The Graduate Spotlight features exceptional students who have had unique journeys through Laurentian University. We celebrate these students and their accomplishments!
“I am proud of the person I have become,” said Lacey Hambleton, one of many students to graduate this spring with a Bachelor of Arts degree in History from Laurentian. “Now that I’m graduating, doors are opening for me and I look forward to walking through them.”
Hambleton is originally from the small town of Glen Robertson, near Ottawa, ON. She represents outstanding student dedication and resilience. Speaking about some of the obstacles she has overcome, she described her perception that those convocating this spring should be especially proud of themselves and their accomplishments: “I am so excited to graduate, and I know those graduating this spring are going to have that extra feeling of pride, just knowing, ‘we did this - we did this while underneath some challenging circumstances.’ I’m really looking forward to being a part of that celebration. I think we all deserve it.”
Though Hambleton is eager to attend her convocation ceremony on May 31st, she also looks forward to returning to Laurentian in the fall to complete her professional year of study through the Concurrent Education program. She is currently engaged in an educational placement that finds her supporting a split grade seven and eight classroom through the Rainbow District School Board. Unique about her placement is that teachings are offered online. “The school, housed out of Chelmsford, was established as a virtual school from the start,” she explained. “It’s been a really interesting experience. I never would have expected to have such a virtual placement, but as a result of the pandemic, it's been a lot of fun. I’ve been learning a lot.”
Hambleton’s studies have kept her on her toes. While she recently completed her final exams, she also kept busy writing her undergraduate thesis under the direction of Dr. Sara MacDonald and on the topic of education received by Japanese-Canadian children while they were living in World War II internment camps. Alongside her studies, she’s been heavily involved in student life. “I would have to say that my biggest contribution to the Laurentian community has been my work with the Residence Life team.” During her second year of study, Hambleton supported other students as a Peer Mentor. In her third year, she was promoted to the role of Resident Assistant. “Those years were hectic but rewarding. Because I worked with Residence Life over the course of the pandemic, it was kind of a weird arrangement but I still had a good experience.” Other student life involvement found Hambleton working with Liaison Services as a student ambassador, and with the Students’ General Association (SGA - AGÉ) at their new campus store, Due North.
Recently, Hambleton had the opportunity to contribute an article published by Maclean’s, titled Laurentian University: Student life on campus: An insider’s guide to the best place to live, campus food and more. “The Maclean’s article, I really enjoyed writing. I wasn’t expecting to get so much recognition for it, [but]... it really spread through the University.”
For Hambleton, what has positively impacted her the most are faculty who have both inspired and supported her student journey. “I don’t know if I would have succeeded as much in History as I have if I didn’t have the professors that I had at Laurentian. They are the soul of our department. They make all the difference and they are excellent.”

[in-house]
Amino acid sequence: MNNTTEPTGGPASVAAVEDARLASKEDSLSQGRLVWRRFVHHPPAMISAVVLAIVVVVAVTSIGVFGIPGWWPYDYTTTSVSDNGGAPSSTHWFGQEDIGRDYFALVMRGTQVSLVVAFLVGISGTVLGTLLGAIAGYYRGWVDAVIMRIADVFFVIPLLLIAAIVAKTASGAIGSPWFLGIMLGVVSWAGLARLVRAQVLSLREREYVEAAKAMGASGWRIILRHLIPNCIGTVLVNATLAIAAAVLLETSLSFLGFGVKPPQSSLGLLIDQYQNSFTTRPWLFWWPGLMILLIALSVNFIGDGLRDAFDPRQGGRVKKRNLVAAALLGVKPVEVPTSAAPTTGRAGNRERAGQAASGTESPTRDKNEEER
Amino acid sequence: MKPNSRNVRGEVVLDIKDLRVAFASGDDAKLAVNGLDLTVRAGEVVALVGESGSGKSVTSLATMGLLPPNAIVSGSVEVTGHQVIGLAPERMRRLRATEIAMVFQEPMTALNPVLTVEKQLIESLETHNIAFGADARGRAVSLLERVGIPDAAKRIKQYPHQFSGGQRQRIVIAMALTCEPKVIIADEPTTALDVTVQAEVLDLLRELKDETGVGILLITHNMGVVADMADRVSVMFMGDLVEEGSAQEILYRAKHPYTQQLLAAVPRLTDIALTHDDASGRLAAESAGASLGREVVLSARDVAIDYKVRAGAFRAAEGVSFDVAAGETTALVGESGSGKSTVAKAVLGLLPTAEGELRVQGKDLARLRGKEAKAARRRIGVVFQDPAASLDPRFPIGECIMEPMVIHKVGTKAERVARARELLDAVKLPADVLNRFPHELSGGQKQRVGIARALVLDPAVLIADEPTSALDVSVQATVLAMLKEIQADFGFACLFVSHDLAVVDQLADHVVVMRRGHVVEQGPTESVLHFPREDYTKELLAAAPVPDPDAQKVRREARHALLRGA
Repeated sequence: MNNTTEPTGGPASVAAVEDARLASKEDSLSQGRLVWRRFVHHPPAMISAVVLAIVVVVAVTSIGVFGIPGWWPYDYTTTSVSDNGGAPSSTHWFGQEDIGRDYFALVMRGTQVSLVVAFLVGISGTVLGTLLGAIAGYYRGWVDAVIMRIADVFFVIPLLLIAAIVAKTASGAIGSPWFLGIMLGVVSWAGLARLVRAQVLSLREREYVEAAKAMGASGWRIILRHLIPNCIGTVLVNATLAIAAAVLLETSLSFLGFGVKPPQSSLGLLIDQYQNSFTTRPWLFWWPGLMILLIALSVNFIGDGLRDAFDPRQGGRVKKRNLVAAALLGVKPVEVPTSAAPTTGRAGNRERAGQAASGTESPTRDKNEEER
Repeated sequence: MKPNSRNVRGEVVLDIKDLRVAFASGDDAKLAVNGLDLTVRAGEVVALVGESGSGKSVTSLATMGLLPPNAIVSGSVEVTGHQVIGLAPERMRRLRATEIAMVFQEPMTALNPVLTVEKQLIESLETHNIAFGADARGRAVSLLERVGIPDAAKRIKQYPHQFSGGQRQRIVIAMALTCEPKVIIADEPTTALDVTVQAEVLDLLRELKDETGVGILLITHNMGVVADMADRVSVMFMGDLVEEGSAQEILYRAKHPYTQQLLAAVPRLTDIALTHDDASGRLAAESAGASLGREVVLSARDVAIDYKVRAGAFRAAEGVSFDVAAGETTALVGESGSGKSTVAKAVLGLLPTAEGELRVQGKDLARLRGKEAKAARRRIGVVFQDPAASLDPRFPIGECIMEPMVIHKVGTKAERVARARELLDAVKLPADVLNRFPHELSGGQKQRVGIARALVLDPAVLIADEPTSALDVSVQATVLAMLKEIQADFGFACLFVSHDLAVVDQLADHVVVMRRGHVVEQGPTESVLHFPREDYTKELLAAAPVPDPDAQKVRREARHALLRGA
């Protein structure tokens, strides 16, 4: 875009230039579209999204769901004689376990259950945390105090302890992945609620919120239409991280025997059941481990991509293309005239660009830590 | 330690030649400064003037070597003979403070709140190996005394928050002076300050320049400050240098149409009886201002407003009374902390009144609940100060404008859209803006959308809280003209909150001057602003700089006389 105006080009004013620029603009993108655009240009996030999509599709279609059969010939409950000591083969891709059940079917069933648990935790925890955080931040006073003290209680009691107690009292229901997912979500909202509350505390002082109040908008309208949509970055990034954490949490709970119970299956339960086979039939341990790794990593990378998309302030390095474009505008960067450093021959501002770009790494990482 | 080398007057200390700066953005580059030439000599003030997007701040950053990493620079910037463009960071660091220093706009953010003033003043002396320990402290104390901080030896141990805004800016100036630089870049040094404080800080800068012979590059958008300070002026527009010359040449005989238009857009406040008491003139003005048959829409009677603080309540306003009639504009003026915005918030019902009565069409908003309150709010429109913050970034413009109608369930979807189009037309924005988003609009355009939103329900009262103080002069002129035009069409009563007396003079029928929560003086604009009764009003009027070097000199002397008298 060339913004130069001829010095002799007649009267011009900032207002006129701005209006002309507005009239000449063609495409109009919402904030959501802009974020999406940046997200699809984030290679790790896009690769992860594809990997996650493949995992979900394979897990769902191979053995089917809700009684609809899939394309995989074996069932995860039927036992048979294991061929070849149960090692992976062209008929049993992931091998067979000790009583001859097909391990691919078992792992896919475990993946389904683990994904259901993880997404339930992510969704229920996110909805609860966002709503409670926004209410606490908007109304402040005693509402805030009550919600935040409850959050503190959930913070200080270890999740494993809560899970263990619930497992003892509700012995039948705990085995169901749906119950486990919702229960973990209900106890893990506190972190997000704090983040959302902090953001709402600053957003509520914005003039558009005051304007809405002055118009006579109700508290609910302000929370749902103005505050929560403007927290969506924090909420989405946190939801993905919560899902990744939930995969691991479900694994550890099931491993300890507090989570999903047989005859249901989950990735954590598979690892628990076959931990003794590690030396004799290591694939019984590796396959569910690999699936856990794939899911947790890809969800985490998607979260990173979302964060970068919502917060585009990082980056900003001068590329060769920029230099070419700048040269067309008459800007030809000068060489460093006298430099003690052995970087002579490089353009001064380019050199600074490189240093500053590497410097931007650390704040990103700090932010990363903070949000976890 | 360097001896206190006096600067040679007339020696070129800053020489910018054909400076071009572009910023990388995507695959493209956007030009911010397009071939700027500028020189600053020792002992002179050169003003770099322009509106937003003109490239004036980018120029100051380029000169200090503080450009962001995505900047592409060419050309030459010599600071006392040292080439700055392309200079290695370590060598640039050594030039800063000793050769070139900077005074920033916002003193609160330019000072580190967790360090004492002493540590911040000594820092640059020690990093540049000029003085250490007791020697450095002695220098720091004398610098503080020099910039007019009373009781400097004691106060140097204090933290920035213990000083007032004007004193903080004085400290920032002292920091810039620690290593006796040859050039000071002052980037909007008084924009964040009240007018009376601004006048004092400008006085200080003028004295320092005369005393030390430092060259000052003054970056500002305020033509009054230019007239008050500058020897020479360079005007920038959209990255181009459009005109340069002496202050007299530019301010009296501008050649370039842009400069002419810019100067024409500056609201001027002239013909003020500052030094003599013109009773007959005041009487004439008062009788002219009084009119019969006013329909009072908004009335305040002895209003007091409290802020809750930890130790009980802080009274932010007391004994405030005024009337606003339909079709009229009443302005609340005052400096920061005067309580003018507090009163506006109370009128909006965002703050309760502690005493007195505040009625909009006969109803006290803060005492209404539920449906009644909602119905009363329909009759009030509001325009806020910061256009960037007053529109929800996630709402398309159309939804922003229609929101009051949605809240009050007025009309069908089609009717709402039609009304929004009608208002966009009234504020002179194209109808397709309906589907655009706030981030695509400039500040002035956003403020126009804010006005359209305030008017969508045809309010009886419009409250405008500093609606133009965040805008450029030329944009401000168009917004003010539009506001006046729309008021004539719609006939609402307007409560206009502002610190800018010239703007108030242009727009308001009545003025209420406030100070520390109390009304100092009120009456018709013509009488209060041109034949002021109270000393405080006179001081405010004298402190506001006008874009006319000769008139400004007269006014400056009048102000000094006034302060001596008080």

Dr. Sara MacDonald and Dr. Linda Ambrose have been especially influential to Hambleton. She said that both have consistently “taken me under their wing” and “have been my biggest inspirations going through all of this.” Speaking about the favourite course that she followed as a History student, she said: “Taking Dr. Ambrose’s Approaches to Canadian History course was probably one of the best decisions that I ever made in my four years studying at Laurentian because every class I would leave from, I would just be walking back to my apartment just kind of reflecting and thinking about what she [Dr. Ambrose] had said and making connections. For me, that’s how you know it was a great class.”
When asked if she has any words of advice to share with students interested in the pursuit of post-secondary education, she said with wisdom: “Let yourself grow. Let yourself change. When I came here….I was kind of scared to change a little bit and grow into this person. Eventually, after I got over that initial fear, I opened my mind not only to different worldly things, but to the possibility of being this type of person. So honestly, just letting that happen is the best thing to do [and] you will thank yourself for it. I know I do.”
This summer, Hambleton will remain in Sudbury to work at Brown’s Concrete. She enjoyed her student position at Brown’s last year, and described that as one of the only women working amongst men, she seeks to break the gender imbalance present within the industry and others. “I’m only one person but I hope that whatever I decide to do in the future, I still continue to break down those barriers.”
Post the completion of her second undergraduate degree in 2023, Hambleton shared that she is interested in the pursuit of a Master’s degree. She also hones a special interest in international relations. “I want to keep learning about things like I’ve been able to do here [at Laurentian.] So that’s kind of the goal right now.”
Undoubtedly, Hambleton will continue to inspire her peers and all those she encounters.